By Clinton Jones on October 3, 2014

I often find I fall into the trap of not clearly distinguishing the very important difference between the benefits of something versus the features of that item. The simple exercise of evaluating mobile telephone handsets, for example, requires one to consider what one really uses the phone for. Some people are content with a mobile phone being useful for no more than making calls and sending and receiving texts, whereas others will tell you that the ability to listen to or stream music or check email or browse the internet is the more important feature. The benefits easily get muddled with… Read more »


Quality To be or not to be on top of data quality for governance compliance

By David Coerchon on October 2, 2014

The industrial age began when companies were able to repeat endlessly the same process with a consistent result, which meant they could deliver their promises to a larger customer base. Today, there is no question for companies whether they should or should not be on top of data quality, or whether their governance should be compliant or not. For them, not to be compliant or not to be on top of data quality means reduced margins, a shrinking customer base and reduced access to vital markets. The barriers to data governance are erased when an organization adopts the techniques and best… Read more »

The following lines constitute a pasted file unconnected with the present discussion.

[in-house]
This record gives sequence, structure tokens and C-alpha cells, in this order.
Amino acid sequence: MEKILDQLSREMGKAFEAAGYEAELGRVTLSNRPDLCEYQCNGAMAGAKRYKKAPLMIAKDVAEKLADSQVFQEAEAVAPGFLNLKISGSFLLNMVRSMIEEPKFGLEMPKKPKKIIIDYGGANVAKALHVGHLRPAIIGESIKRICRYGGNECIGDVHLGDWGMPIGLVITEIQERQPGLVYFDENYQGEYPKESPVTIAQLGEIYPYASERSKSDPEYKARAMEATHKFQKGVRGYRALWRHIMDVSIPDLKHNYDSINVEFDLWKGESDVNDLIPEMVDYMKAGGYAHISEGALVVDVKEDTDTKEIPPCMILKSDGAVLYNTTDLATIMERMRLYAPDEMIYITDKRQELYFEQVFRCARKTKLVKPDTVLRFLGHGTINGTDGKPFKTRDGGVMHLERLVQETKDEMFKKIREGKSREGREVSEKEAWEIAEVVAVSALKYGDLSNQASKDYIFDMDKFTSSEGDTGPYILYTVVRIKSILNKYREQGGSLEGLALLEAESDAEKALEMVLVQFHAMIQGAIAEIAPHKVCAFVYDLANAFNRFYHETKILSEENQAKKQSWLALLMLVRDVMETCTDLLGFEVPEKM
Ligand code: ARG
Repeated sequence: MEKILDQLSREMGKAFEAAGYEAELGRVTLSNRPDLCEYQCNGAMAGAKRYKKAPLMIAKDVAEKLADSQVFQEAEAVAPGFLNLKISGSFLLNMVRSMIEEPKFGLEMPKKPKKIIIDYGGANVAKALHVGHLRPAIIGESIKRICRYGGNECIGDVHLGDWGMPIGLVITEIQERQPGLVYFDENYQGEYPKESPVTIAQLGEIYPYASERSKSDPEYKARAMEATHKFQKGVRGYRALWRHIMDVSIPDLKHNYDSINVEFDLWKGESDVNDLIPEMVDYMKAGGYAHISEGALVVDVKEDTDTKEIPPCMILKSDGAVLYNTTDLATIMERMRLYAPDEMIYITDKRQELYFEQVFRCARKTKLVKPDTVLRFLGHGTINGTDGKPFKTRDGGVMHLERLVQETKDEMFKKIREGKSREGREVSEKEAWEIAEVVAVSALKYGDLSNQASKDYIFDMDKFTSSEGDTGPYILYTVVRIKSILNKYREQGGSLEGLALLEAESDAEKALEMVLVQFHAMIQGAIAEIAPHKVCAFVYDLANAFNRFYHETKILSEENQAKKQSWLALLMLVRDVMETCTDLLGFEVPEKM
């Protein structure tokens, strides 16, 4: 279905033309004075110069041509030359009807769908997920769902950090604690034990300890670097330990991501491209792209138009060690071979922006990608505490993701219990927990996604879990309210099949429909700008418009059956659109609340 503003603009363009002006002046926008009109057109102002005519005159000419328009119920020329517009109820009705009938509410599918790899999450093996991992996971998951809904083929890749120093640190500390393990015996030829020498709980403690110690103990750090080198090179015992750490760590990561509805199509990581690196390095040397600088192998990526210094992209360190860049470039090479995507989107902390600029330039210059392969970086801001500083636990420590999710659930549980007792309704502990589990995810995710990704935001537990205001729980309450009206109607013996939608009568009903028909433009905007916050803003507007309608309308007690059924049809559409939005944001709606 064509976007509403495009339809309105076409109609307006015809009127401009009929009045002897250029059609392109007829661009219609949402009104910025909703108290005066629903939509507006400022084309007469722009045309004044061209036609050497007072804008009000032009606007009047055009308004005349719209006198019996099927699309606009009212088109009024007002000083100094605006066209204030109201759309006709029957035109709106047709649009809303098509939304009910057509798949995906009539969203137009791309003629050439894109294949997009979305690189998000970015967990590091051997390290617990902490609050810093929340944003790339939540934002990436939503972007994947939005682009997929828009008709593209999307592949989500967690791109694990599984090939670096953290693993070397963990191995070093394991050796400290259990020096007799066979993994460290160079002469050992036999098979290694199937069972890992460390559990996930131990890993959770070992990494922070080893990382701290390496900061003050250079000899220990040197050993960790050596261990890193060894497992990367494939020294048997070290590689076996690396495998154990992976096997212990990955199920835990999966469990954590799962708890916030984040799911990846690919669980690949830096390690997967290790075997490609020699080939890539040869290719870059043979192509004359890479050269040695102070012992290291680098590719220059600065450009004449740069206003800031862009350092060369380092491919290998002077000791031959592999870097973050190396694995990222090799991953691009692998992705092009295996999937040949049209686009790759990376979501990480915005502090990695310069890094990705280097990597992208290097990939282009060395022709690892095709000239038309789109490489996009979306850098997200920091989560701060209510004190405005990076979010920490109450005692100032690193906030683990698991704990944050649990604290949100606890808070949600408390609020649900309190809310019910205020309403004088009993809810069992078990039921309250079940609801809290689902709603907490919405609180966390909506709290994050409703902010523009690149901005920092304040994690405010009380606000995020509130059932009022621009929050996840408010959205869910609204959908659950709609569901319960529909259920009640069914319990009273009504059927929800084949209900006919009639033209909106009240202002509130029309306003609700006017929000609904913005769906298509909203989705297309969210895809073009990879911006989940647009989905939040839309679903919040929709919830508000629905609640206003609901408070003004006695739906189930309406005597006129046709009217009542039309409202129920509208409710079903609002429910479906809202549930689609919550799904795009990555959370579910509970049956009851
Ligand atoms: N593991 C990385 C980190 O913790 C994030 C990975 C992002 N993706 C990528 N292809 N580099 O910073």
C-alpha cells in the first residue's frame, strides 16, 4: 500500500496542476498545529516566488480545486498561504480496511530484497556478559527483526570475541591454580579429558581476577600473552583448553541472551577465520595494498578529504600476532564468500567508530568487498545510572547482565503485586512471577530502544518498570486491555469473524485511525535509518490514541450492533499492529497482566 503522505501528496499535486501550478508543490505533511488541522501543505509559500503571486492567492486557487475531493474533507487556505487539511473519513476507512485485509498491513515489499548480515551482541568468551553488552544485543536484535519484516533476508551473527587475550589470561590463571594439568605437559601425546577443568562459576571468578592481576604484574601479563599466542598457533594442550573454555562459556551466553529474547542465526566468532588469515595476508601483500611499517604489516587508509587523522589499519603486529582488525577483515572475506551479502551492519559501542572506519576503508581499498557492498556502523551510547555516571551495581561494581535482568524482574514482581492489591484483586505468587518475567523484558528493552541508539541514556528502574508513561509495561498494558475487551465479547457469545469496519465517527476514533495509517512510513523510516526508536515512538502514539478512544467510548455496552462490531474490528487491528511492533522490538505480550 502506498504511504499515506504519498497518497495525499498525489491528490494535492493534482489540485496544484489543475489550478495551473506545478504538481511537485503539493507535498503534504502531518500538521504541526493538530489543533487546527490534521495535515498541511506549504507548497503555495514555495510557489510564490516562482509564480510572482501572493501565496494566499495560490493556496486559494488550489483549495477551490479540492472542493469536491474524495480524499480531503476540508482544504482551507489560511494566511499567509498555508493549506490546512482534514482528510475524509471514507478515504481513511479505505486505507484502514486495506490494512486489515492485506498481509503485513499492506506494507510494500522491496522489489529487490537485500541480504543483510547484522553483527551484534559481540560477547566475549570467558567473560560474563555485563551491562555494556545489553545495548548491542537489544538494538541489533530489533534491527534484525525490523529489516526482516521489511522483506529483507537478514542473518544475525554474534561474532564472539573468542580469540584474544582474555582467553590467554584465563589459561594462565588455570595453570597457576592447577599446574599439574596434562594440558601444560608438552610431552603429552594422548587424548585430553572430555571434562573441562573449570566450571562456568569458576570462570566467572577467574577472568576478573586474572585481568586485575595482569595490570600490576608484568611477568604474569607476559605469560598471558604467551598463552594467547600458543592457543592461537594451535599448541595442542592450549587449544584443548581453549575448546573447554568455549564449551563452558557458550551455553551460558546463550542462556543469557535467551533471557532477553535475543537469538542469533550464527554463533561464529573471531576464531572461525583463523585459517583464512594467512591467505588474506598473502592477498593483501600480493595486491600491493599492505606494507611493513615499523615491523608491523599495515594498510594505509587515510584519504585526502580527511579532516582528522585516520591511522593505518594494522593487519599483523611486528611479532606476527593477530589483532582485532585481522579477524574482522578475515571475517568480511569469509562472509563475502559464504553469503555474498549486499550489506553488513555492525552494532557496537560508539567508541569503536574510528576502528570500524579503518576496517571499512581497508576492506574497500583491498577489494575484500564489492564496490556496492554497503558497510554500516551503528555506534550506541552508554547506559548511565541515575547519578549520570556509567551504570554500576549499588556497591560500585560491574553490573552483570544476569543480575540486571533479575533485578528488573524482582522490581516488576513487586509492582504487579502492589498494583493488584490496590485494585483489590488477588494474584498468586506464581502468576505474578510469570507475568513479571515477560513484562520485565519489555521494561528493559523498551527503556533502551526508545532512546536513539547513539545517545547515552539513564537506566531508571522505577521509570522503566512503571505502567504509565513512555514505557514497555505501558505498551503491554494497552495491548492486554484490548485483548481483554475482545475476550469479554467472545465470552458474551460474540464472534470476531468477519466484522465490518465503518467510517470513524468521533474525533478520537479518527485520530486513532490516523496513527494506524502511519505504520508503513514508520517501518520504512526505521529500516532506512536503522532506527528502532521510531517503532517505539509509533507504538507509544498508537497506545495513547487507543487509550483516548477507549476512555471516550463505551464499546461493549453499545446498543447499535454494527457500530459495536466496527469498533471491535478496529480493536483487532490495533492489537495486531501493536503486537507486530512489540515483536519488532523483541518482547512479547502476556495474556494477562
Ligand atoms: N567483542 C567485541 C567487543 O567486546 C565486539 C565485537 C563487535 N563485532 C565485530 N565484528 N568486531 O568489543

EN02 Why be Lean in your Data Management?

By Israel Rosales on September 23, 2014

The principles, techniques and methodologies of Lean Manufacturing focus on removing waste from production processes and keeping just those elements that add value–always with a continuous-improvement approach. The Lean concepts have been used with great results in a wide range of domains: Lean accounting, Lean IT, Lean HR, etc. But why should we apply them to data management? Just as the latest trend? So we can feel like hipsters in data management? Unfortunately not. We must apply Lean techniques to our data management to stay competitive. We have already talked in previous posts about the importance of the master data and… Read more »


h8 How to Be a Master Data Hero – Part Five: Manage

By Eric Moore on September 22, 2014

As we come to the conclusion of this five-part series on master data heroism, I would like to discuss management. Now that you have built your solution and are ready to deploy to the world-at-large you will need to manage it. Management or governance enables you to control the environment your solution is deployed to. I do want to note here that I am a bit hesitant to use governance as a blanket term. I have often heard others use GOVERNANCE as a verb. I like to think of it as an adjective: it describes the unification and federation of… Read more »


Lean strategy Lean Accounting

By Clinton Jones on September 8, 2014

Ask Brian Maskell or Bruce Baggalay what they think about accounting systems and they will likely tell you that traditional accounting systems are ‘actively anti-lean’. What exactly does Lean, in this context mean? Lean Accounting is a term more generally used to describe the business efforts that need to be put in place to support lean manufacturing. In addition, a commitment to the long-term determines whether your business can be seriously committed to the concept of Lean. The purpose of ‘Lean’ is to remove all forms of waste from the ‘value stream’. Lean Accounting can also be referred to as… Read more »